Pressure is exerted on the fluid element, along the radial direction, by the parts of the fluid adjacent to it at radial distances r and r + dr. The fluid at radial distances r and r + dr exerts pressures p(r) and p(r + dr). The pressure at r acts over an area

A(r) = r Dq Dy

The pressure at r + dr acts over an area

A(r + dr) = (r + dr) Dq Dy = r Dq Dy + dr Dq Dy = A(r) + dr Dq Dy => A(r)

in the limit dr => 0.

The total force, in the radial direction, on the fluid element is

dF = p(r) A(r) r - p(r + dr) A(r) r = [p(r) - p(r + dr)] A(r) r

In the limit dr => 0, the mass of the fluid element is

dm = r dV = r A(r) dr

The centripetal acceleration of the fluid element is

ac = - (v2/r) r = - rw2 r

Writing Newton's second law, in the radial direction, for the fluid element, we get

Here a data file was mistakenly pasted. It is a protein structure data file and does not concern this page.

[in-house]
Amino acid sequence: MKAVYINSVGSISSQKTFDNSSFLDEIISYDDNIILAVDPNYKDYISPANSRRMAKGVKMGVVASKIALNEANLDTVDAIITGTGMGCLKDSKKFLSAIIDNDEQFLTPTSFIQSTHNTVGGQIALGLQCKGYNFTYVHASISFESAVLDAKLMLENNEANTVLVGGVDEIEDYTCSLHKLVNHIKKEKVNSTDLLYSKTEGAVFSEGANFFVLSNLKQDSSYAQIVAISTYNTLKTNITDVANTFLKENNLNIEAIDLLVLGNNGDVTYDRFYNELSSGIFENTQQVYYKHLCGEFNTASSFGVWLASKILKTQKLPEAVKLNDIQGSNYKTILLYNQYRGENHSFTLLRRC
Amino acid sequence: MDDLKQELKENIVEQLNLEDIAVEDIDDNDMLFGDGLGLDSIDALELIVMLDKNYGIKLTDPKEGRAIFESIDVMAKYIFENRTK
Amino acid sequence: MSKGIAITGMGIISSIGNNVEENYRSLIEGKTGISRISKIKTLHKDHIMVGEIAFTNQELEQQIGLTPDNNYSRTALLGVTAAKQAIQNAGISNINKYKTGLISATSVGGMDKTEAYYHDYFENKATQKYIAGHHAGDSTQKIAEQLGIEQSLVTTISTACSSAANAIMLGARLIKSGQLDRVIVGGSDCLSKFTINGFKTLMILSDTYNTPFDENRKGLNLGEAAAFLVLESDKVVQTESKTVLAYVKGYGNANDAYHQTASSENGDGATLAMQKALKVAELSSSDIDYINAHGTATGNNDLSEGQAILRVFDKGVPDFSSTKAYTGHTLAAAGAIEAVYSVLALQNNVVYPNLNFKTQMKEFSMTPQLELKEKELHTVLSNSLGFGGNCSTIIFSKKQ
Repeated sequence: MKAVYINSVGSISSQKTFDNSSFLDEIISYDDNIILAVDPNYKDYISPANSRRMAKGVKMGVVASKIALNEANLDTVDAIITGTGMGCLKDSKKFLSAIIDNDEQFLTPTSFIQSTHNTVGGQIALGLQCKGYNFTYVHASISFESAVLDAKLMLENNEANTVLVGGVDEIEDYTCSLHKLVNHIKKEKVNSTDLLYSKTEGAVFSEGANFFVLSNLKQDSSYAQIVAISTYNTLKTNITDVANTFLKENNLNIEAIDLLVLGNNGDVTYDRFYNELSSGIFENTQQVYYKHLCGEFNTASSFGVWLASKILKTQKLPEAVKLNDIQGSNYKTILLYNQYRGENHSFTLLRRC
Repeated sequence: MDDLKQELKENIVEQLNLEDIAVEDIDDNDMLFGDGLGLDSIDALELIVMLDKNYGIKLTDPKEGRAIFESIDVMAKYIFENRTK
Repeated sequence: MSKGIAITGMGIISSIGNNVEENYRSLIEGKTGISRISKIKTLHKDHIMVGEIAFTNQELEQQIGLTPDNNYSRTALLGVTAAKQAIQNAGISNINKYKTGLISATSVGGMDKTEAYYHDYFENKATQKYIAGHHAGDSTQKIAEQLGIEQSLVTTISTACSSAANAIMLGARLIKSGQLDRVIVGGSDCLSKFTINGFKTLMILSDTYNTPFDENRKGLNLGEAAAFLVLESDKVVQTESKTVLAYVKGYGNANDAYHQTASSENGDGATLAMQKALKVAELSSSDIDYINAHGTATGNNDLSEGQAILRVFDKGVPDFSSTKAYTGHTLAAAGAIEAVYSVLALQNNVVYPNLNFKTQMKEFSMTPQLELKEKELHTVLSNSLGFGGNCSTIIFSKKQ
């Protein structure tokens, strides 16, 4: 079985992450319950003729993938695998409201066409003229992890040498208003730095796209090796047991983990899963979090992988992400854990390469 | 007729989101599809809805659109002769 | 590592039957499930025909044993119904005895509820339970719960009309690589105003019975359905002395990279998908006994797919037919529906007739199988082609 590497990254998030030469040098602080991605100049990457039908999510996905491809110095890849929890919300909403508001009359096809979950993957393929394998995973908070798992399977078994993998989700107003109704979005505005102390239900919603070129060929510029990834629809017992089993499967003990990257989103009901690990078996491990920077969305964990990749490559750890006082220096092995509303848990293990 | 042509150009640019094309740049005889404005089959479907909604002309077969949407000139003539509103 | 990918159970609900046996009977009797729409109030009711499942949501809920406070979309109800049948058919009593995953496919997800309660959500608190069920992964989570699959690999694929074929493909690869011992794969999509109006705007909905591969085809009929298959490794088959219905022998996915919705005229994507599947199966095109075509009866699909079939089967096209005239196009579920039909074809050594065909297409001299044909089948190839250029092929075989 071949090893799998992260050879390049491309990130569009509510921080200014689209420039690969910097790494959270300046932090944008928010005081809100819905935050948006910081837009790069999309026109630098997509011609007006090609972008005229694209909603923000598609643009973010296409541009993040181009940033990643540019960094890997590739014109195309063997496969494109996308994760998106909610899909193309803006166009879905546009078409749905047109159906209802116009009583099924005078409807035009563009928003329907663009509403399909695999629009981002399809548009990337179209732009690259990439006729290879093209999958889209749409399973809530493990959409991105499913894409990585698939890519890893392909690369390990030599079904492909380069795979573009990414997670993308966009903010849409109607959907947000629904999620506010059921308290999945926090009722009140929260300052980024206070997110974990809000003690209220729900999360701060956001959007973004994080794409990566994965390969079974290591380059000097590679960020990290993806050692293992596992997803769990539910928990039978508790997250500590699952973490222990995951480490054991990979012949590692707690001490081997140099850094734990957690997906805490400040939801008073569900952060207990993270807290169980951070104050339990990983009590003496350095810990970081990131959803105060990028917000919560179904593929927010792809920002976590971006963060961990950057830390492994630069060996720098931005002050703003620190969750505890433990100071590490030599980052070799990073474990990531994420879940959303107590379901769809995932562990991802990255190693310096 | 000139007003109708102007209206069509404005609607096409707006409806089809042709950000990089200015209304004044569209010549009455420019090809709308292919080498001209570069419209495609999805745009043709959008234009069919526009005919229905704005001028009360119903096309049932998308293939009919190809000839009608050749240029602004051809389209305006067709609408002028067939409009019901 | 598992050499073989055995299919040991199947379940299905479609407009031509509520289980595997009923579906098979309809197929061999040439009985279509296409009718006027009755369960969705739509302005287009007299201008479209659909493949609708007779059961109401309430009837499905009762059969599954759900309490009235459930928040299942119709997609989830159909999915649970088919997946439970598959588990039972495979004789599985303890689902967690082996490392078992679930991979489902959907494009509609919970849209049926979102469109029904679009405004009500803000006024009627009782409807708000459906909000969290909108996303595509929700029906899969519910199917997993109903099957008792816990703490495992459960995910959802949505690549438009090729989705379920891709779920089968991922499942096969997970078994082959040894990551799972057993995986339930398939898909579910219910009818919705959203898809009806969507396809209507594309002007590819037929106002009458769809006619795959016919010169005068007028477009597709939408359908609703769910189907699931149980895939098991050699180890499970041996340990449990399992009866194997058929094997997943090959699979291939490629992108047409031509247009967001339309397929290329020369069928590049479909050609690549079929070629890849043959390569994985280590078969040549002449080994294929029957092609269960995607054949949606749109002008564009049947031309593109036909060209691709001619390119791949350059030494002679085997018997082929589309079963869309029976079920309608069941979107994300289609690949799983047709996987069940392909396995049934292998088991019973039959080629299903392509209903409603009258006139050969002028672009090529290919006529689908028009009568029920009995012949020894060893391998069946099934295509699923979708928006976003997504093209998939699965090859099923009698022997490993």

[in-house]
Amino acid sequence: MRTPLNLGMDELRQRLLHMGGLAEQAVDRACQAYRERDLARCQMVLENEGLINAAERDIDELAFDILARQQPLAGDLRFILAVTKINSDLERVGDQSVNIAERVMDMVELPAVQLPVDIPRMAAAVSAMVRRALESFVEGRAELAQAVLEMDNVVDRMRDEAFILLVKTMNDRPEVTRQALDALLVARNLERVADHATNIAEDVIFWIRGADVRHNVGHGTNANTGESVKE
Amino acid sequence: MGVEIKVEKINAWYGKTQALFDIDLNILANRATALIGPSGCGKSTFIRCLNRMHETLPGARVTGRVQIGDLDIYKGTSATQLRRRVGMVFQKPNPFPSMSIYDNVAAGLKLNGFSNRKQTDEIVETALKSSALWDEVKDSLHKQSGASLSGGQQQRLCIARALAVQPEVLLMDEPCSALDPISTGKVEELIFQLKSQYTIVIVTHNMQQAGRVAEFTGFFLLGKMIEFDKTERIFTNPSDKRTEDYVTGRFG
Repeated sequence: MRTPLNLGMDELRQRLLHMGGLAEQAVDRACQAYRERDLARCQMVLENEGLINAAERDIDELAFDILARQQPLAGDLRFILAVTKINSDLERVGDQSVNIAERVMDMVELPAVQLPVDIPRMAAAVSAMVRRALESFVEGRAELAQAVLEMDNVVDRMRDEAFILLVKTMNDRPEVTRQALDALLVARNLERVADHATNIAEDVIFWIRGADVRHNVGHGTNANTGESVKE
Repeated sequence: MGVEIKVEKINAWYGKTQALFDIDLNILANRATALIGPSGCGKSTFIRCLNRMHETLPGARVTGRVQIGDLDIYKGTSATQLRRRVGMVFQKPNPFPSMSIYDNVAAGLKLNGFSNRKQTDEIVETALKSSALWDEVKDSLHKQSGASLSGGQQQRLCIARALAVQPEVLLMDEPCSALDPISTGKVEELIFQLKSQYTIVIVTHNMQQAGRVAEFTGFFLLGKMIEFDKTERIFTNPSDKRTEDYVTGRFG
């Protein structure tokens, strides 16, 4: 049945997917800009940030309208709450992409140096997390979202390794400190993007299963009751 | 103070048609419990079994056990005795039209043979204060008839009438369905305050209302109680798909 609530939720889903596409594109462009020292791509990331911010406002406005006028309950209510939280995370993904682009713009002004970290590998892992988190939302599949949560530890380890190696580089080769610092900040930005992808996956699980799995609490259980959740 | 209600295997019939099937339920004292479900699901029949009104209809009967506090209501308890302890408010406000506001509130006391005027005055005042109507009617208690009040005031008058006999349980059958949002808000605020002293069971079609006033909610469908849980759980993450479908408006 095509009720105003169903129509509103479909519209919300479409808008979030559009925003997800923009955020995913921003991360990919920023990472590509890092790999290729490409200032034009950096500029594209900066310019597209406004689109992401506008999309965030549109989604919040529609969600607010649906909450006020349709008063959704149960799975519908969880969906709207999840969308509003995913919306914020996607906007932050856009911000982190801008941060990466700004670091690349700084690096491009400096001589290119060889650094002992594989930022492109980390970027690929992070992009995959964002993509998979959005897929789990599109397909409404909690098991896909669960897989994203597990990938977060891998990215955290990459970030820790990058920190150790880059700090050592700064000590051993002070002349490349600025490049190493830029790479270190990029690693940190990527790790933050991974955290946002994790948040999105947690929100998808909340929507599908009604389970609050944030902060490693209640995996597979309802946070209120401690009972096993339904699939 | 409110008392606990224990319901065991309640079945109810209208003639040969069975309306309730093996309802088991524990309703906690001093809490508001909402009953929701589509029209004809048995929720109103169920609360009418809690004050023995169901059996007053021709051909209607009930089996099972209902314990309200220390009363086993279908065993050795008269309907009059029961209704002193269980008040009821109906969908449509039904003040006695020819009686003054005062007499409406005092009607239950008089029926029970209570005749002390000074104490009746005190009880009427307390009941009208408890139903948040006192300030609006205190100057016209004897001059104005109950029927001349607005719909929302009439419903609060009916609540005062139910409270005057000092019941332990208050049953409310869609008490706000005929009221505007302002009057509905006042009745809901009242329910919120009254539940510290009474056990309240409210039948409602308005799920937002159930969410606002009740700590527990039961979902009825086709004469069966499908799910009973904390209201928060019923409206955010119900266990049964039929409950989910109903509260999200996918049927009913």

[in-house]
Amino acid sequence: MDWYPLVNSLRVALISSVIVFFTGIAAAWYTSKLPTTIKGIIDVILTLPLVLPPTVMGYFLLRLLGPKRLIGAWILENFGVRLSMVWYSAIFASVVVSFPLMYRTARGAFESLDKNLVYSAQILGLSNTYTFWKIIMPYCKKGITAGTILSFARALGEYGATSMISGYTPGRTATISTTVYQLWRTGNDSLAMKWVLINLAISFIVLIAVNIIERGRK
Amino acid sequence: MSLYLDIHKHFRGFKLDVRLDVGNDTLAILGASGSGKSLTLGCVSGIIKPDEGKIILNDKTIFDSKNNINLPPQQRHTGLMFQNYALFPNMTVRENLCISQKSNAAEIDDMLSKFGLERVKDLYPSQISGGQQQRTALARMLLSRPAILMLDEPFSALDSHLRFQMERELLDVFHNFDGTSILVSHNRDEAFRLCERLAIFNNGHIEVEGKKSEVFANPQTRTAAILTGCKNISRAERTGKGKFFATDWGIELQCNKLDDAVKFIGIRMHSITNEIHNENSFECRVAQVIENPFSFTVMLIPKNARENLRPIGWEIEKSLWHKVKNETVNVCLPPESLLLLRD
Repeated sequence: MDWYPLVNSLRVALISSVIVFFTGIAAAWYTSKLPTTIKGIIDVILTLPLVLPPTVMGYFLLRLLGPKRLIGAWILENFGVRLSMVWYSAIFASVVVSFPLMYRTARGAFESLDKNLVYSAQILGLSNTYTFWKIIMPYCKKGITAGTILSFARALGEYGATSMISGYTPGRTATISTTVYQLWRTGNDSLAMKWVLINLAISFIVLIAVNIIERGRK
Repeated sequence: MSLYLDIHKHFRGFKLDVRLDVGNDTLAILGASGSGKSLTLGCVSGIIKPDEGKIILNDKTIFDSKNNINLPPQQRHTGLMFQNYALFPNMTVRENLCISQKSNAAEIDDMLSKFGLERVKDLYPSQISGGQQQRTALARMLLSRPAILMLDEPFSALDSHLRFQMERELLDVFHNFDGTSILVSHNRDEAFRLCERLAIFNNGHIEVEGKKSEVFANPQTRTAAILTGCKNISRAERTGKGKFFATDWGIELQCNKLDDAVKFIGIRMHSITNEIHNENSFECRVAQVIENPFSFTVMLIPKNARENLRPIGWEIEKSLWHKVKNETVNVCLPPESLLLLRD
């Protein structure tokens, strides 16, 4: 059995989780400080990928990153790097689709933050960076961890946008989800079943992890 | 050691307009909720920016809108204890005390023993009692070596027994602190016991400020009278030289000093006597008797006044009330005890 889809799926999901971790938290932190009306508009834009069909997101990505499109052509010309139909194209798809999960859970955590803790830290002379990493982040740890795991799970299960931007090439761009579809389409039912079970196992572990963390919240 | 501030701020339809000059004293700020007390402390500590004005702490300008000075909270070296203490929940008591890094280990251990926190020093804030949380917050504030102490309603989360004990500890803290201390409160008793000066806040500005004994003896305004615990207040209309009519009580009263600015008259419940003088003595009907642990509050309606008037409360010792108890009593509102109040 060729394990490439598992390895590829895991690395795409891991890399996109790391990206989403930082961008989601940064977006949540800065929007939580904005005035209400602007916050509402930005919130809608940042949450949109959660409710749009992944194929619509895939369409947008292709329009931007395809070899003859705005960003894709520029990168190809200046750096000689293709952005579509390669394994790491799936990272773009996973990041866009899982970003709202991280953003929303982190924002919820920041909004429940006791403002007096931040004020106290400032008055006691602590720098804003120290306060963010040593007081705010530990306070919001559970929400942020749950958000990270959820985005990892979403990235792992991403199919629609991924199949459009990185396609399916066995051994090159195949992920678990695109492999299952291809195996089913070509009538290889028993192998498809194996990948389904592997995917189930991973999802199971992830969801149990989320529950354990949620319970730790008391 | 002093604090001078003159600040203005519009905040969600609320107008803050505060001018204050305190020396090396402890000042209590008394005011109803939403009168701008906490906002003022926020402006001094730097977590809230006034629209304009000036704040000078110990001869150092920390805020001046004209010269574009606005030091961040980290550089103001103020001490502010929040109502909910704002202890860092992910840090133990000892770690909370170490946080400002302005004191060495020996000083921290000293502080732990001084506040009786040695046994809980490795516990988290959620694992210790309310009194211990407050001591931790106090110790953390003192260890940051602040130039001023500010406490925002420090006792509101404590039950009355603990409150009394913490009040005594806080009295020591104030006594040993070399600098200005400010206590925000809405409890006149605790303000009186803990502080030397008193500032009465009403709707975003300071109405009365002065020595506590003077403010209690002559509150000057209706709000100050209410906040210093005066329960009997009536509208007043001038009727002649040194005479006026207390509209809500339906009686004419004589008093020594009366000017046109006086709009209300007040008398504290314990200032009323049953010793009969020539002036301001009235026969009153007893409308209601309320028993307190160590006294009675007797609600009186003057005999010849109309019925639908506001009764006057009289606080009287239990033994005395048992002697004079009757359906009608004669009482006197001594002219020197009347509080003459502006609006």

dF = dm ac
=> [p(r) - p(r + dr)] A(r) r = - r A(r) dr rw2 r
=> p(r) - p(r + dr) = - r dr rw2
=> [p(r + dr) - p(r)] / dr = rrw2
=> lim(dr => 0) {[p(r + dr) - p(r)] / dr} = lim(dr => 0) rrw2
=> dp/dr = rw2r (1)

(b) Multiplying both sides of (1) by dr, we get

dp = rw2r dr => ∫pcp(r) dp = ∫0r rw2r dr => p(r) - pc = rw2r2/2 => p(r) = pc + (1/2)rw2r2 (2)

(c) Consider an infinitesimal fluid element extending from depth h to depth h + dh with uniform cross sectional area dA, so that its volume is

dV = dA dh

The mass of the fluid element is

dm = r dV = r dA dh

The pressure exerted on the fluid element at depths h and h + dh is p(h) and p(h + dh). The total force on the fluid element in the vertical direction is

dF = - p(h) dA y + p(h + dh) dA y - g dm y = 0
=> - p(h) dA + p(h + dh) dA - gr dA dh = 0
=> - p(h) + p(h + dh) - gr dh = 0
=> [p(h + dh) - p(h)] / dh = rg
=> lim(dh => 0) {[p(h + dh) - p(h)] / dh} = lim(dh => 0) rg
=> dp/dh = rg (3)

(d) Multiplying both sides of (3) by dh, we get

dp = rg dh => ∫p0p(h) dp = rg ∫0h dh => p(h) - p0 = rgh => p(h) = p0 + rgh (4)